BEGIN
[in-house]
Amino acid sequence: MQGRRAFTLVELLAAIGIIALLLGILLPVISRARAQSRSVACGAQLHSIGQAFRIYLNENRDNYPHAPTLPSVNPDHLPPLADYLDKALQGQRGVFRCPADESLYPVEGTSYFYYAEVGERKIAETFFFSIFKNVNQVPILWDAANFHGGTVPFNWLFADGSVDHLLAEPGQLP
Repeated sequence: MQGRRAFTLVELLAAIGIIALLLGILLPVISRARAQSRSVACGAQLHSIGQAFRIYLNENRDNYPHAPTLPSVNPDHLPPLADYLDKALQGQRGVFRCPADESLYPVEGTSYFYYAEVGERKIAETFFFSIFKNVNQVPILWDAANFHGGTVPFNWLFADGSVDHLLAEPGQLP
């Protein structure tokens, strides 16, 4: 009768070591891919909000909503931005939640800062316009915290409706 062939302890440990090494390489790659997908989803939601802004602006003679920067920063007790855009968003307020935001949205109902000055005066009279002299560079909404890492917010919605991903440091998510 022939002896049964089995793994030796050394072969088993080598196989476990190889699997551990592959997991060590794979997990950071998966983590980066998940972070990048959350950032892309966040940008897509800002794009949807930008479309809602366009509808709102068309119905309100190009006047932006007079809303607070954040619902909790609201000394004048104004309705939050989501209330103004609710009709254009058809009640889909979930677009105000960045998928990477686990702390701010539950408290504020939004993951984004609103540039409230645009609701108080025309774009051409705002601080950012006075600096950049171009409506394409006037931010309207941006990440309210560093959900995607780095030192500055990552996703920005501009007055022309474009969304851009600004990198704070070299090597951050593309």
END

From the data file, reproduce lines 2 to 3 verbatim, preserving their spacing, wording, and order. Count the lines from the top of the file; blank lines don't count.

Amino acid sequence: MQGRRAFTLVELLAAIGIIALLLGILLPVISRARAQSRSVACGAQLHSIGQAFRIYLNENRDNYPHAPTLPSVNPDHLPPLADYLDKALQGQRGVFRCPADESLYPVEGTSYFYYAEVGERKIAETFFFSIFKNVNQVPILWDAANFHGGTVPFNWLFADGSVDHLLAEPGQLP
Repeated sequence: MQGRRAFTLVELLAAIGIIALLLGILLPVISRARAQSRSVACGAQLHSIGQAFRIYLNENRDNYPHAPTLPSVNPDHLPPLADYLDKALQGQRGVFRCPADESLYPVEGTSYFYYAEVGERKIAETFFFSIFKNVNQVPILWDAANFHGGTVPFNWLFADGSVDHLLAEPGQLP